The theoretical resolution of the Second Congress and the practical programme of action of the Fourth have created a firm basis for agitation in the country, for our whole work among the agrarian population.

Let us go over to the problem of the Orient. Our general theoretical policy was formulated at the Second Congress. Our relation to the revolutionary non-Communist national movements has been clearly defined in the resolution of the Second Congress, and our theoretical policy remains the same. We have now a more important task before us, we must apply these decisions to the concrete conditions of a great number of countries which show a revolutionary movement. And 1 hope that the Fourth Congress has been able to make great progress in regard to our practical activity among the hundreds of millions of Oriental peoples.

At this Fourth Congress, we have not yet adopted a programme for the Communist International, but the cornerstone has been laid for this work. The drafts which were laid before us must naturally be changed. During the coming year we will try to collect the opinions of the whole International. Nevertheless, the first step has been taken, the first rules have been formulated, we now have a general line for our future programme.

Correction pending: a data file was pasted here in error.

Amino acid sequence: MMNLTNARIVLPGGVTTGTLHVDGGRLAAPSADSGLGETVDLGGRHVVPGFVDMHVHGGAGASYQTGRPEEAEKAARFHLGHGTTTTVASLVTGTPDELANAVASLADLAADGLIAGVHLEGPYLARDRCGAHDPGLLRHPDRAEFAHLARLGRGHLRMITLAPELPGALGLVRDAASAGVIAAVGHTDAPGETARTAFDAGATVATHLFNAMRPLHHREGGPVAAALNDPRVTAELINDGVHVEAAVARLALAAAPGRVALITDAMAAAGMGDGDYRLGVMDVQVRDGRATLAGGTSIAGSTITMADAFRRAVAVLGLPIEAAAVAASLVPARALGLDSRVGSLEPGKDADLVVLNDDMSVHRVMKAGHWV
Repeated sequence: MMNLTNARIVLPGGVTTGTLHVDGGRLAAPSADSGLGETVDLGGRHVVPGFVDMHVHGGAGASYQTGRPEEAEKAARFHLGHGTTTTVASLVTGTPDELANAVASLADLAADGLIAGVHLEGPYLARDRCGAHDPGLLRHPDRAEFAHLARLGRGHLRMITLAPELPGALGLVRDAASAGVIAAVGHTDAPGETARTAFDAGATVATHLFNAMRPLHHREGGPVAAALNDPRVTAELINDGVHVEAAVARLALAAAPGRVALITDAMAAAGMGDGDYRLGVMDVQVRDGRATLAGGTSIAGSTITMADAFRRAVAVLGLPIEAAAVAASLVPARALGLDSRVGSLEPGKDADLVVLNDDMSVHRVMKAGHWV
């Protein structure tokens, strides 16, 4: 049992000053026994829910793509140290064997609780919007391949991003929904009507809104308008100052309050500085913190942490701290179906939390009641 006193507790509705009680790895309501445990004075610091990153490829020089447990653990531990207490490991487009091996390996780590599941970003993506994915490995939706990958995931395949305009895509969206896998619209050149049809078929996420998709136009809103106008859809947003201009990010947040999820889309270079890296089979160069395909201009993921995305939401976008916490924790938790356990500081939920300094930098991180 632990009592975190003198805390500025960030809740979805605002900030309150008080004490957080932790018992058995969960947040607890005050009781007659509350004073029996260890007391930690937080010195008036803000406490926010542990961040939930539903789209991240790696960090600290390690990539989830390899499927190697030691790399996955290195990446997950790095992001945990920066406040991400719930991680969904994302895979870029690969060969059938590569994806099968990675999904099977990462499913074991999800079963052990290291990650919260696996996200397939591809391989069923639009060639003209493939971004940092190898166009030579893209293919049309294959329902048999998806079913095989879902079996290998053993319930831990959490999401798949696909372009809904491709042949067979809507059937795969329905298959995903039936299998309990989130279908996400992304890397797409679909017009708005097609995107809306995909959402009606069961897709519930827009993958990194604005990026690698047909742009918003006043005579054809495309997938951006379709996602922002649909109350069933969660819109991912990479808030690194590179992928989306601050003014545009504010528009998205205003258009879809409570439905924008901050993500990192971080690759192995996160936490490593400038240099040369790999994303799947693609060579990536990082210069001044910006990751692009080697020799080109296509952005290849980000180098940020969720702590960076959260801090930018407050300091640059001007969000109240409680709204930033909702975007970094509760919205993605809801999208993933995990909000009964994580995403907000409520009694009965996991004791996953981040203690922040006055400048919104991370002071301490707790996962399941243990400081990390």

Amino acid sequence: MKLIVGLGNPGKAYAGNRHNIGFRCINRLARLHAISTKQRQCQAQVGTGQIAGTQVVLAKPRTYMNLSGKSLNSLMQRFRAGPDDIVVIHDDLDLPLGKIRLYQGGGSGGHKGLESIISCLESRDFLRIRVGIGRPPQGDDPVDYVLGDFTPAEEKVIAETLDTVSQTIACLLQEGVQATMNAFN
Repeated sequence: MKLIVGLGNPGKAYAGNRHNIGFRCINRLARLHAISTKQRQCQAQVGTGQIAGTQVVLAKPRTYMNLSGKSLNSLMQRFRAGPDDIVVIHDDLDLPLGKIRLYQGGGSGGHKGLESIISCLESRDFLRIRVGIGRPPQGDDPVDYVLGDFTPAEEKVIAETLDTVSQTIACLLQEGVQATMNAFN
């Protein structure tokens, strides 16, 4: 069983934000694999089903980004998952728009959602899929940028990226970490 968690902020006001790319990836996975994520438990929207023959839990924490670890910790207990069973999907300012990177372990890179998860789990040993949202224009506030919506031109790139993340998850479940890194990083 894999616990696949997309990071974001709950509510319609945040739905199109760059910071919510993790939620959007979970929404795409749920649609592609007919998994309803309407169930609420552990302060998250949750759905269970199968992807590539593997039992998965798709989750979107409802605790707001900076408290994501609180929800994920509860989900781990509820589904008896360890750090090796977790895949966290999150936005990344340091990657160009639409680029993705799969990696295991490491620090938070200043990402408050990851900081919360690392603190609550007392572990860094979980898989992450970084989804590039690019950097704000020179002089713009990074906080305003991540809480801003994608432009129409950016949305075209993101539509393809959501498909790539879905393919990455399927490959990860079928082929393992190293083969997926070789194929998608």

We have dealt thoroughly with the Youth and Women problems. We have discussed the consumers co-operatives and every practical problem of our movement which forms the sum of the work of this Congress.

We have come to an important decision in regard to the Trade Union problem. We have united with the best elements in the Syndicalist movement of the world. Our understanding with the Syndicalists has nothing diplomatic about it, it is a frank and fraternal understanding, as befits Communists. Naturally, there are very important differences of opinion between us and our Syndicalist comrades who are not Communists although they claim this name. We differ with them on many theoretical and practical points. What we have done, however, openly, so that every worker may read it, is to form an alliance between revolutionists, an alliance between our International which claims to represent the true spirit of the working class, and a section of the working class which does not yet belong to us, but is ready to fight for Communism. This understanding with the Syndicalists is an important decision and a very important factor in the preparation of the International proletarian revolution.